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No. of Recommendations: 4
DD -

>10 Gig Fiberchannel and 10 Gig Ethernet are both >deliberately designed to steal as much technology >from each other and from SONET/SDH. This is good as >it brings products supporting both standards to >market sooner and means that they will be >interoperable to some extent.

AGREED !

>However 10 Gig Ethernet has one big advantage over >Fiberchannel that I can think of and that is that it >runs IP. FC is a data storage protocol and from what >I can tell a remarkably simple one at that. 10GE on >the otherhand can act as a storage protocol (using >NetApp style NASes) or it can be used to aggregate
>data traffic over the internet.

Factually incorrect. FC is a multiprotocol transport standard that supports storage (SCSI, IPI), network (IP), and clustering (VI) protocols natively. The IP protocol for FC is actually specified in an IETF RFC that has been ratified. We use IP/FC in our shop all the time - it is part of the core deliverables. (Also - to my knowledge, the single largest customer FC installation on the planet (based on node/port count) is in the far east, and THE primary protocol used by that customer is IP.) I have personally seen a multi-system pure FC cluster running all three protocols (FCP, IP, and VI), on switched FC fabric, and it handily whipped a conventional configuration (FC & Ethernet) by 2,200+ % in response time (interface clock rates don't even begin to tell the whole story at all here). Bottom line, to users who know the whole story here, the most powerful (and still commercially viable) IP networks can/will run on FC.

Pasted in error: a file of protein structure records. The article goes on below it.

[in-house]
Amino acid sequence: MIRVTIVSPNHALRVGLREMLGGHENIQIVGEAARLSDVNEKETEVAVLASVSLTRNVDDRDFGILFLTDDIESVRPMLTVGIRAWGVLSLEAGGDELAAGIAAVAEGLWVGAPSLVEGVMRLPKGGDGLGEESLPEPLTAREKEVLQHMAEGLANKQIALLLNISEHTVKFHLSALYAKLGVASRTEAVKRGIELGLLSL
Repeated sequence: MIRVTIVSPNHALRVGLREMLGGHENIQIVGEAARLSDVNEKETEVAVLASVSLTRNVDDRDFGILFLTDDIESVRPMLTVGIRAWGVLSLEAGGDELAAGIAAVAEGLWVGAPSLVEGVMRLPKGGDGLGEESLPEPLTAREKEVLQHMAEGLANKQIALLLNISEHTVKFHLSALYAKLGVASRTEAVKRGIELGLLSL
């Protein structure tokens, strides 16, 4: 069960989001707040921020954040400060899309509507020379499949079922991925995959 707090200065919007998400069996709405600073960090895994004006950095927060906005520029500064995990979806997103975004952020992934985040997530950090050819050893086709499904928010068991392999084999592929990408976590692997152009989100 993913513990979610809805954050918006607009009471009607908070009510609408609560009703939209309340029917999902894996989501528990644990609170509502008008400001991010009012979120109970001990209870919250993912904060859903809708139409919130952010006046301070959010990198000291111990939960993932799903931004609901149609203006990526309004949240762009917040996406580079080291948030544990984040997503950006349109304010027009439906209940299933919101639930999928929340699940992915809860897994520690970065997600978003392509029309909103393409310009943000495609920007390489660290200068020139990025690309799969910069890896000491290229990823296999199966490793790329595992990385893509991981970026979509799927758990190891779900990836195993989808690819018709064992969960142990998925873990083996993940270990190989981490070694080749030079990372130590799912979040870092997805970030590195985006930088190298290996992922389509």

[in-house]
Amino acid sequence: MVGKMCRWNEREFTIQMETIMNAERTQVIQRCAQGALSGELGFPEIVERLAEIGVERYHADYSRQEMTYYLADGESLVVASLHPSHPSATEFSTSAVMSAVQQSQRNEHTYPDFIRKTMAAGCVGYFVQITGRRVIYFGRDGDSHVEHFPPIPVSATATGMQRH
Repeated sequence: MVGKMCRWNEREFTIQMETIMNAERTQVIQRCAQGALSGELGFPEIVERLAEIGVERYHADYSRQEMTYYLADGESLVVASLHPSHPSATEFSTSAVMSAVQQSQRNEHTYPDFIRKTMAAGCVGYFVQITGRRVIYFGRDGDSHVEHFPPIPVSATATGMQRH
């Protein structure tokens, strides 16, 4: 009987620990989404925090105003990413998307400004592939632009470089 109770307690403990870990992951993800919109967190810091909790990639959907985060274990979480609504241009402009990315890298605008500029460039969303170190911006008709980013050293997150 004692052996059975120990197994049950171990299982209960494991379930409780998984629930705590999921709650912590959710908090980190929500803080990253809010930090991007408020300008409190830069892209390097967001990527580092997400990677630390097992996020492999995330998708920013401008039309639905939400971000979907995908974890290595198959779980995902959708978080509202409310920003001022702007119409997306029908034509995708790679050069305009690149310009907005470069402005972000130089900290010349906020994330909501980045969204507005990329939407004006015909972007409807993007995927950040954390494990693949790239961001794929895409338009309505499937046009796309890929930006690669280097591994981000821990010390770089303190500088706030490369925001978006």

>I don't really consider the two protocols to be great >competitors actually because I think that FC will be >able to maintain its dominence in the back end >storage market with 10GE dominating the front end >data transport, but in terms of which one has the >potential to take the market from the other its more >likely that 10GE will take market from 10G-FC

Those who continue to view the diamond through the same 20 year old facet are missing over 90% of the stone. New models of applications and services will demand a new perspective, and those who stay in the box will miss it. The "back-end", "front-end" discussion will also pass. As for market share, with most of the installations that I am aware of, the ratio of FC ports to Enet ports is in the 2:1, 4:1, or even higher, range. For those just learning to walk before they run, the solutions tend to lean toward a 1:1 ratio. But that belies the true measure of cost effectiveness. Because a single storage subsystem may contain scores of FC chips (controllers, disks, etc) - hence development and manufacturing costs are spread more widely on a per unit basis. Also, unit costs is a deceiving metric. I much prefer a metric that factors in "costs per unit of work". (just for discussion) If GbE enjoyed a 25% cost advantage, yet FC yielded a 50% improvement in costs per unit of work, as a paying client, where are you likely to put your money to maximize your ROI??

This is only the tip of the iceberg... FC MANs and WANs are already showing up in production in the market, which will really help to drive volumes up, and unit costs down.

Just some thoughts.

DP99
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